Vitamin E intake may reduce risk of Alzheimer’s disease
Research has suggested that antioxidants may help protect brain cells from Alzheimer’s disease, but the results of various studies appear to contradict each other. Antioxidants, such as vitamin E, occur naturally in a variety of fruits, vegetables, grains, legumes, and nuts. They are believed to fight disease by protecting the body's cells from damage. Now, research published in the June 26, 2002 issue of the Journal of the American Medical Association (JAMA) suggests that eating foods rich in vitamin E may reduce your risk of developing Alzheimer’s disease.
About the study
Researchers from Chicago’s Rush-Presbyterian-St. Luke’s Medical Center analyzed data on 815 men and women age 65 or older in the Chicago Health and Aging Project. These people all lived on the south side of Chicago and were free of any form of dementia—including Alzheimer’s disease—when they entered the study between 1993 and 1997.
Upon entering the study, participants underwent medical and mental status examinations and answered questions about medical history and lifestyle habits. Between one and two years later, they completed dietary questionnaires.
After an average of nearly four years of follow-up, researchers compared the antioxidant intake (which includes vitamin E) of those who developed Alzheimer’s disease with those who did not.
People with the highest intakes of vitamin E were 70% less likely to develop Alzheimer’s disease compared with their counterparts who had the lowest intakes. Of note is that this was only true among people without the APOE gene mutation that causes a genetic predisposition for the disease. Of interest is that taking vitamin E supplements did not seem to affect the risk of Alzheimer’s disease.
In calculating these statistics the researchers accounted for the following factors that affect the risk of Alzheimer’s disease: age, sex, education, race, and APOE4 gene mutation.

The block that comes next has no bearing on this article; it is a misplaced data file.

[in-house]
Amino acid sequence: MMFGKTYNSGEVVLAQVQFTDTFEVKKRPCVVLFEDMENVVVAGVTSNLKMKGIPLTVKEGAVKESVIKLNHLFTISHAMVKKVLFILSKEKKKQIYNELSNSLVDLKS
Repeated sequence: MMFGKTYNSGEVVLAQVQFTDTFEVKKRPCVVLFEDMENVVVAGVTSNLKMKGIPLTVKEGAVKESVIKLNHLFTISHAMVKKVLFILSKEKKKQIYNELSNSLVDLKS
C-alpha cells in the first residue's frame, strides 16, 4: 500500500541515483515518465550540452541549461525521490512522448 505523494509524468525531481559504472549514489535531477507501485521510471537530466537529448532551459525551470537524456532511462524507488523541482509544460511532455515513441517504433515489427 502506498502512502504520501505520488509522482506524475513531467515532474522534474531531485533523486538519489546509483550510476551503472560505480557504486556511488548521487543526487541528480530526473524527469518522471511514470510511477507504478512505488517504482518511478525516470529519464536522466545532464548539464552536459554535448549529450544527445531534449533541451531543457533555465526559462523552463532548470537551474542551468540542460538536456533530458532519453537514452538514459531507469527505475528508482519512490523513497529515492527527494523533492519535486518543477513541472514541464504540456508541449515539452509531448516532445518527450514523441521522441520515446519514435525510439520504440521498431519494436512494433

Although these results are interesting, there are limitations to this study. Dietary intake of antioxidants was only assessed once, so these measurements may not accurately reflect intake over time. Because Alzheimer’s disease progresses slowly, small changes in cognitive ability that may be present long before diagnosis might affect dietary habits and reporting of dietary intakes. In addition, the dietary assessment was conducted about one to two years after participants entered the study, leaving open the possibility that disease had already begun to develop in some. Finally, this study relied on participants to accurately recall and estimate their intake of various types of foods—a method that may not provide completely accurate assessment of antioxidant intake.
How does this affect you?
The findings of this study suggest that making vitamin E-rich foods a part of your diet may reduce your risk of Alzheimer’s disease. Remember, this study found that foods containing vitamin E, rather than vitamin E supplements, were associated with a lower risk of Alzheimer’s disease.
Regardless of Alzheimer’s disease risk, vitamin E and other antioxidants are part of a balanced diet. Antioxidants are believed to help ward off a number of diseases, including cancer. And there’s certainly no down side to eating some of the following vitamin-E rich foods every day:
- Egg yolk
Note: In the same issue of JAMA , another study reported that both vitamin E and vitamin C intake from foods were associated with a lower risk of Alzheimer’s disease. See: ]]>“Vitamins C and E may help reduce risk of Alzheimer’s disease.”]]> How is it that this other study found an association between vitamin C and Alzheimer’s, as well? This is yet another indication that science is an ever-evolving process and that it may take years to learn the entire “truth.”
Morris MC, et al. Dietary intake of antioxidant nutrients and the risk of incident Alzheimer disease in a biracial community. Journal of the American Medical Association. June 26, 2002;287(24):3230-3237.
Foley DJ and White LR. Dietary intake of antioxidants and risk of Alzheimer disease. Journal of the American Medical Association. June 26, 2002;287(24):3261-3263.
Last reviewed June 26, 2002 by ]]>Richard Glickman-Simon, MD]]>
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